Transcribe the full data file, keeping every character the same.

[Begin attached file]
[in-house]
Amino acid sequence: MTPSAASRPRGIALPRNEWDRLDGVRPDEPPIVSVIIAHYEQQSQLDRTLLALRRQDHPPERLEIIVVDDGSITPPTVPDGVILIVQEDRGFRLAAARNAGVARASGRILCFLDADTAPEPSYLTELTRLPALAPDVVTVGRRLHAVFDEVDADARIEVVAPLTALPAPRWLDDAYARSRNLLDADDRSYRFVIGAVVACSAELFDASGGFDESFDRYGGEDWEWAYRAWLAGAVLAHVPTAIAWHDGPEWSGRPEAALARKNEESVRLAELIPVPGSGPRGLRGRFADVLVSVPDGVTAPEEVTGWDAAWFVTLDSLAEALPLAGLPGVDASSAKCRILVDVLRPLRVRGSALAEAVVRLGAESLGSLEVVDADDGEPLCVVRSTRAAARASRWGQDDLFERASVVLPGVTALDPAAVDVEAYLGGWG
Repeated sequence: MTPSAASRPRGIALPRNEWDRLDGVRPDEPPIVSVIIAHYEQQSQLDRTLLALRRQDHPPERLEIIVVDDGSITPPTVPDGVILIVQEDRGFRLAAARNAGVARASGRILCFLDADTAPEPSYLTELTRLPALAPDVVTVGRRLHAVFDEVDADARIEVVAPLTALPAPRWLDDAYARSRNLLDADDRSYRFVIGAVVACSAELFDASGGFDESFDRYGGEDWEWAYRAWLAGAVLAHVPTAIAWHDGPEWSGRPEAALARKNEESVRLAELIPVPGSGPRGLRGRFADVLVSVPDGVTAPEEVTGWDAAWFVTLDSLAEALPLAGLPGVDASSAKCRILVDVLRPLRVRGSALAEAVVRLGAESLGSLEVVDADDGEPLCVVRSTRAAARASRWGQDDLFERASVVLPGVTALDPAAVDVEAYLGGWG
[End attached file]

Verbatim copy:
[in-house]
Amino acid sequence: MTPSAASRPRGIALPRNEWDRLDGVRPDEPPIVSVIIAHYEQQSQLDRTLLALRRQDHPPERLEIIVVDDGSITPPTVPDGVILIVQEDRGFRLAAARNAGVARASGRILCFLDADTAPEPSYLTELTRLPALAPDVVTVGRRLHAVFDEVDADARIEVVAPLTALPAPRWLDDAYARSRNLLDADDRSYRFVIGAVVACSAELFDASGGFDESFDRYGGEDWEWAYRAWLAGAVLAHVPTAIAWHDGPEWSGRPEAALARKNEESVRLAELIPVPGSGPRGLRGRFADVLVSVPDGVTAPEEVTGWDAAWFVTLDSLAEALPLAGLPGVDASSAKCRILVDVLRPLRVRGSALAEAVVRLGAESLGSLEVVDADDGEPLCVVRSTRAAARASRWGQDDLFERASVVLPGVTALDPAAVDVEAYLGGWG
Repeated sequence: MTPSAASRPRGIALPRNEWDRLDGVRPDEPPIVSVIIAHYEQQSQLDRTLLALRRQDHPPERLEIIVVDDGSITPPTVPDGVILIVQEDRGFRLAAARNAGVARASGRILCFLDADTAPEPSYLTELTRLPALAPDVVTVGRRLHAVFDEVDADARIEVVAPLTALPAPRWLDDAYARSRNLLDADDRSYRFVIGAVVACSAELFDASGGFDESFDRYGGEDWEWAYRAWLAGAVLAHVPTAIAWHDGPEWSGRPEAALARKNEESVRLAELIPVPGSGPRGLRGRFADVLVSVPDGVTAPEEVTGWDAAWFVTLDSLAEALPLAGLPGVDASSAKCRILVDVLRPLRVRGSALAEAVVRLGAESLGSLEVVDADDGEPLCVVRSTRAAARASRWGQDDLFERASVVLPGVTALDPAAVDVEAYLGGWG